Heavy rains associated with the tropical depression formerly known as Hurricane Patricia swamped Texas Friday and Saturday, forcing the evacuation of some residents in at least one county, closing interstates, and causing cancellations of dozens of flights at Dallas/Fort Worth International Airport.
Flooding also carried away cars and mobile homes, while first responders have performed several water rescues after rain overtook people in their vehicles. A homeless man was reported missing in San Antonio.
Houston Chronicle reporter Dylan Baddour shared numerous videos showing roads in Austin, TX being entirely taken over by flooding.
Chopper footage from Navarro County, TX also shows that in some areas, floodwaters reached several feet in height.
Some areas, including Corsicana, Texas, saw nearly 20 inches of rain by midday Saturday. Most of the state is expected to receive at least eight inches (20 cm) of rain over the weekend, said a statement from the Texas Division of Emergency Management. Authorities in Navarro County requested sandbags for some homes that were being evacuated due to flooding, the statement said. It was not immediately clear how many homes were evacuated.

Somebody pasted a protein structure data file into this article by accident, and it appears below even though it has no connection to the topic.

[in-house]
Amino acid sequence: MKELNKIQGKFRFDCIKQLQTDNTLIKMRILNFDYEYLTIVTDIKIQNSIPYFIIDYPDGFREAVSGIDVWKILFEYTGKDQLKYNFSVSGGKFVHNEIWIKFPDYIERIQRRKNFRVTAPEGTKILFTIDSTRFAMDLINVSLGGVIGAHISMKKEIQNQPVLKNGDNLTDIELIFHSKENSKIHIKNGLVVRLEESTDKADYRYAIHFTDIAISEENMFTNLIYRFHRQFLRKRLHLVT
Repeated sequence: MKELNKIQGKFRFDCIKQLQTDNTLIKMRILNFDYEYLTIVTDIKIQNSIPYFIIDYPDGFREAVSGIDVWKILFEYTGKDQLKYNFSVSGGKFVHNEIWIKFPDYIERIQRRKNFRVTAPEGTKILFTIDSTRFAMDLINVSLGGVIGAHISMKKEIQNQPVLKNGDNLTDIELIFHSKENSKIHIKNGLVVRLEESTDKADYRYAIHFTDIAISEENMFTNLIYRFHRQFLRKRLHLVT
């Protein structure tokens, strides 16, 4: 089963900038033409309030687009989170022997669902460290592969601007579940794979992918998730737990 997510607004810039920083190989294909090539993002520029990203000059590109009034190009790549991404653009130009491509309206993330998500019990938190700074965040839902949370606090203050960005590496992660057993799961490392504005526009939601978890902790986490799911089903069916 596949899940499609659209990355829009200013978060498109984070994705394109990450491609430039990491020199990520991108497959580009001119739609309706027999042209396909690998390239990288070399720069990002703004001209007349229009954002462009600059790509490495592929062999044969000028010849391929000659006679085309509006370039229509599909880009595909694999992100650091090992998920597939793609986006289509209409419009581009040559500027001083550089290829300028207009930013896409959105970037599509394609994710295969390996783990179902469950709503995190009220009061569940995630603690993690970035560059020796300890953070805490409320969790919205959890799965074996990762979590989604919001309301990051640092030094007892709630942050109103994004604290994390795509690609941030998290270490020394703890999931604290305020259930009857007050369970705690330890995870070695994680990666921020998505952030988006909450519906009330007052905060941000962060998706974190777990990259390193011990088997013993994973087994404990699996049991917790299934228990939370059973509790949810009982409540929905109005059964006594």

Interstate 45 in Navarro County was shut down in some spots due to rising waters, stranding some drivers, the department said.
Storms caused floods that lifted mobile homes off their foundations in Rankin, about 300 miles northwest of Austin, and caused numerous road accidents in Abilene and Odessa. Footage emerging on Wednesday showed a trailer house and an recreational vehicle drifting away in the floodwaters.
The flood waters also derailed a Union Pacific freight train in southeast Texas early Saturday morning. Flood waters covered the tracks about 55 miles south of Dallas, putting a locomotive and rail cars on their side, and the two crew members operating the train swam to safety after the derailment, Jeff DeGraff, a Union Pacific Railroad spokesman, told CNN.
The storm hit land near the area of Cuixmala, home to one of Mexico's most exclusive resort areas, at 6:15 pm on Friday, the US National Hurricane Center said. While the storm will not directly hit the U.S., its moisture is being absorbed into a gathering storm system over Texas.
The flood watch stretches from the border with Mexico through San Antonio and into the Dallas and Houston area, a region where heavy rains and flooding in May killed more than 20 people and caused massive damage.